Skip to content

Government Contracts: Be Careful What You Wish For

In what may be the last gasp of the Obama-era Department of Labor (DOL), the DOL filed suit against Google to force the company to divulge certain compensation data for EEO compliance purposes. The DOL’s complaint goes nuclear and seeks to cancel all of Google’s existing federal contracts and bar Google and its officers from receiving any such contracts in the future. Google has refused the DOL’s requests over the past year, and claims they are overbroad and seek information that is confidential. This is an important case to watch but, in the meantime, the dispute highlights important issues employers should be aware of when entering into government contracts and subcontracts.

The DOL claims it is entitled to the compensation information through the equal employment opportunity obligations under Executive Order 11246 (as amended); section 503 of the Rehabilitation Act; and section 4212 of the Vietnam Era Veterans’ Readjustment Assistance Act. All three provisions provide for compliance evaluations by the DOL, which can include desk audits, on-site reviews, and detailed analysis of records relating to a company’s affirmative action, hiring and employment practices. Further, the executive order provides that government contractors and subcontractors with at least 50 employees and a $50,000 federal contract or subcontract must file an annual EEO compliance report, which is an obligation at issue in the Google litigation. Penalties for failure to comply with any of the above can be severe: the DOL can cancel current contracts, debar the contractor from receiving future contracts, recommend the filing of Title VII proceedings by the Department of Justice or EEOC, and recommend the filing of criminal charges if the contractor submits any false information.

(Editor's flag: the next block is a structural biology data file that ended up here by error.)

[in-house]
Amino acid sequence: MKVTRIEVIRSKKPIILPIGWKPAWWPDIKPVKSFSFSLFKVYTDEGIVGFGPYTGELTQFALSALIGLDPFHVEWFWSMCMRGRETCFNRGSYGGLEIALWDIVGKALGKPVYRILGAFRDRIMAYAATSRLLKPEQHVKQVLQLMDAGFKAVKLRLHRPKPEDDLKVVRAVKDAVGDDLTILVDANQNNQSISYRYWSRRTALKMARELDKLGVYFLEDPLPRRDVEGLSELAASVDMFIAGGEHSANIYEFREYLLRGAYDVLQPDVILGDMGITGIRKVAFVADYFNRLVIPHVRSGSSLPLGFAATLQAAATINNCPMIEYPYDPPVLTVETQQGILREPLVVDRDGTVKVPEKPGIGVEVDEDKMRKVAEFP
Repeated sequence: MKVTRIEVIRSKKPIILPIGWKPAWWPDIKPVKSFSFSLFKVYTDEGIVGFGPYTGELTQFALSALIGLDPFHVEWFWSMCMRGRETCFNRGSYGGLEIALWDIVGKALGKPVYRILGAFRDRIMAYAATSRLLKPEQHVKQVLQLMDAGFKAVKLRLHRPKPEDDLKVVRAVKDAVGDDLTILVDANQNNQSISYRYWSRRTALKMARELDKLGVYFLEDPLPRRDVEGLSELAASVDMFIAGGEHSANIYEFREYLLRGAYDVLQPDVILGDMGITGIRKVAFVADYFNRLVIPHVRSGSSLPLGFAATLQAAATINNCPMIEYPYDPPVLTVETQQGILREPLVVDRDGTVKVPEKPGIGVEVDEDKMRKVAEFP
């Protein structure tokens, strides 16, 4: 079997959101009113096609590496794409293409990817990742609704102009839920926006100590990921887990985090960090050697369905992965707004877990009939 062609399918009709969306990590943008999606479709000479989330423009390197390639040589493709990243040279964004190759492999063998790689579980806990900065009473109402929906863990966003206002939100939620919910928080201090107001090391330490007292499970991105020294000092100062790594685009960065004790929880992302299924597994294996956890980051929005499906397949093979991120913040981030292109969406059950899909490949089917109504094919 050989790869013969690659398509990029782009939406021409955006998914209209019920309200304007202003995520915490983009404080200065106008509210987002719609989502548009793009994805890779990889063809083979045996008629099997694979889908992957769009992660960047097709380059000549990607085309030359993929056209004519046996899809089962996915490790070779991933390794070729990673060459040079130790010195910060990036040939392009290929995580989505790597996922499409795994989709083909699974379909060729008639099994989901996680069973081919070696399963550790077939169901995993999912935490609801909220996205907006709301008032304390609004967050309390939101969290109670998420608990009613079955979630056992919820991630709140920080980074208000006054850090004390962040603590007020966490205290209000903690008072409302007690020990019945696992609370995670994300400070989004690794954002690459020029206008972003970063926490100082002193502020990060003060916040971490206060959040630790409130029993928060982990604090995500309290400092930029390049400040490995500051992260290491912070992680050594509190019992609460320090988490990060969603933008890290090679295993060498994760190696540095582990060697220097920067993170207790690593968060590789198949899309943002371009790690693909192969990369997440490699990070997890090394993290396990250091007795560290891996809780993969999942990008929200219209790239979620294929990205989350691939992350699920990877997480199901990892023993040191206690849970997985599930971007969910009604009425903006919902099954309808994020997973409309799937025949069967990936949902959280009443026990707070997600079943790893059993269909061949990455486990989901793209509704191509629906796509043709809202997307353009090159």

There are several lessons to be learned. First, employers should be aware that, when entering into government contracts or subcontracts, they are giving away more than services rendered, and are subjecting themselves to a potentially intrusive set of compliance obligations. Second, contractors should familiarize themselves with the above obligations to ensure compliance. Third, employers that decide to push back against a DOL request, even with legitimate confidentiality concerns, should be on notice that the agency (at least under the current administration) may be willing to play hardball. Granted, the incoming Trump administration’s promises to scale back executive orders and regulations may alter the enforcement landscape. Nonetheless, although government contracts may appear to be a boon, employers should take care in weighing whether they are worth the strings attached.

This information is provided by Vinson & Elkins LLP for educational and informational purposes only and is not intended, nor should it be construed, as legal advice.